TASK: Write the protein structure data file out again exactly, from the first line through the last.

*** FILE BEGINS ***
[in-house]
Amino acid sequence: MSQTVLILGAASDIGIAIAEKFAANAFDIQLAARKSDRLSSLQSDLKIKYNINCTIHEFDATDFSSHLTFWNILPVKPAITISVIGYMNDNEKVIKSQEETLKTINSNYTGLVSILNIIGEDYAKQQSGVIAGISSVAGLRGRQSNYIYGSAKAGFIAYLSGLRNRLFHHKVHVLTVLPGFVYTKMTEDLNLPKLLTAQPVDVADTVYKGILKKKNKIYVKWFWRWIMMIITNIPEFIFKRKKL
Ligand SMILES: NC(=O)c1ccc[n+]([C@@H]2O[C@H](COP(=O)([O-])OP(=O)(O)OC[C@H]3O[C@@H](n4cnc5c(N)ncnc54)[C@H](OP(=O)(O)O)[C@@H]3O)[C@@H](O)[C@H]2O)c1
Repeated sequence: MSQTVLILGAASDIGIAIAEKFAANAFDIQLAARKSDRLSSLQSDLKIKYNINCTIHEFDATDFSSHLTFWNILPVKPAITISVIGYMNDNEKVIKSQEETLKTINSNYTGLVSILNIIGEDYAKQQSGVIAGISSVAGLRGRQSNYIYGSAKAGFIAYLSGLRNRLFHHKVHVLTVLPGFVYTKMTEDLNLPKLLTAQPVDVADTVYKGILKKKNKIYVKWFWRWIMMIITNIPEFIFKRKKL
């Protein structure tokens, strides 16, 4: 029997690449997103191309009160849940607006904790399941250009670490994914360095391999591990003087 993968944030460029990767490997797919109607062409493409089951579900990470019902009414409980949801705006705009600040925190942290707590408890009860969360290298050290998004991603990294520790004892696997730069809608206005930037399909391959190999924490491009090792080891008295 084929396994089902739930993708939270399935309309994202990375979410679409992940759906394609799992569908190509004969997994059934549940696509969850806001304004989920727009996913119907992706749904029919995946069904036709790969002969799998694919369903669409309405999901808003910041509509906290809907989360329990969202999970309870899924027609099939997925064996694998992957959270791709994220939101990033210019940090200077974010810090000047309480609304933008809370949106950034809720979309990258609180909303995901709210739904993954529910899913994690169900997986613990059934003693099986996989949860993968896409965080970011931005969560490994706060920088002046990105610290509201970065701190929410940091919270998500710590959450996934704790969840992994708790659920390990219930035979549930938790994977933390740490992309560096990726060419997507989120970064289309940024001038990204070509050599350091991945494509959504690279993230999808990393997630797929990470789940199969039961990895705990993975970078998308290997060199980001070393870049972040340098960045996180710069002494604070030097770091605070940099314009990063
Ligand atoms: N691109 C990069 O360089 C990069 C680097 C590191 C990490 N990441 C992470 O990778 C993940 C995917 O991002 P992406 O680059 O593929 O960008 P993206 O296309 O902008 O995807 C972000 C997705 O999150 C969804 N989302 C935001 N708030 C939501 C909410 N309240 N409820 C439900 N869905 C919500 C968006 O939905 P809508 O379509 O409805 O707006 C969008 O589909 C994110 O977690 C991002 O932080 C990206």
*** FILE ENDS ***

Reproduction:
[in-house]
Amino acid sequence: MSQTVLILGAASDIGIAIAEKFAANAFDIQLAARKSDRLSSLQSDLKIKYNINCTIHEFDATDFSSHLTFWNILPVKPAITISVIGYMNDNEKVIKSQEETLKTINSNYTGLVSILNIIGEDYAKQQSGVIAGISSVAGLRGRQSNYIYGSAKAGFIAYLSGLRNRLFHHKVHVLTVLPGFVYTKMTEDLNLPKLLTAQPVDVADTVYKGILKKKNKIYVKWFWRWIMMIITNIPEFIFKRKKL
Ligand SMILES: NC(=O)c1ccc[n+]([C@@H]2O[C@H](COP(=O)([O-])OP(=O)(O)OC[C@H]3O[C@@H](n4cnc5c(N)ncnc54)[C@H](OP(=O)(O)O)[C@@H]3O)[C@@H](O)[C@H]2O)c1
Repeated sequence: MSQTVLILGAASDIGIAIAEKFAANAFDIQLAARKSDRLSSLQSDLKIKYNINCTIHEFDATDFSSHLTFWNILPVKPAITISVIGYMNDNEKVIKSQEETLKTINSNYTGLVSILNIIGEDYAKQQSGVIAGISSVAGLRGRQSNYIYGSAKAGFIAYLSGLRNRLFHHKVHVLTVLPGFVYTKMTEDLNLPKLLTAQPVDVADTVYKGILKKKNKIYVKWFWRWIMMIITNIPEFIFKRKKL
């Protein structure tokens, strides 16, 4: 029997690449997103191309009160849940607006904790399941250009670490994914360095391999591990003087 993968944030460029990767490997797919109607062409493409089951579900990470019902009414409980949801705006705009600040925190942290707590408890009860969360290298050290998004991603990294520790004892696997730069809608206005930037399909391959190999924490491009090792080891008295 084929396994089902739930993708939270399935309309994202990375979410679409992940759906394609799992569908190509004969997994059934549940696509969850806001304004989920727009996913119907992706749904029919995946069904036709790969002969799998694919369903669409309405999901808003910041509509906290809907989360329990969202999970309870899924027609099939997925064996694998992957959270791709994220939101990033210019940090200077974010810090000047309480609304933008809370949106950034809720979309990258609180909303995901709210739904993954529910899913994690169900997986613990059934003693099986996989949860993968896409965080970011931005969560490994706060920088002046990105610290509201970065701190929410940091919270998500710590959450996934704790969840992994708790659920390990219930035979549930938790994977933390740490992309560096990726060419997507989120970064289309940024001038990204070509050599350091991945494509959504690279993230999808990393997630797929990470789940199969039961990895705990993975970078998308290997060199980001070393870049972040340098960045996180710069002494604070030097770091605070940099314009990063
Ligand atoms: N691109 C990069 O360089 C990069 C680097 C590191 C990490 N990441 C992470 O990778 C993940 C995917 O991002 P992406 O680059 O593929 O960008 P993206 O296309 O902008 O995807 C972000 C997705 O999150 C969804 N989302 C935001 N708030 C939501 C909410 N309240 N409820 C439900 N869905 C919500 C968006 O939905 P809508 O379509 O409805 O707006 C969008 O589909 C994110 O977690 C991002 O932080 C990206």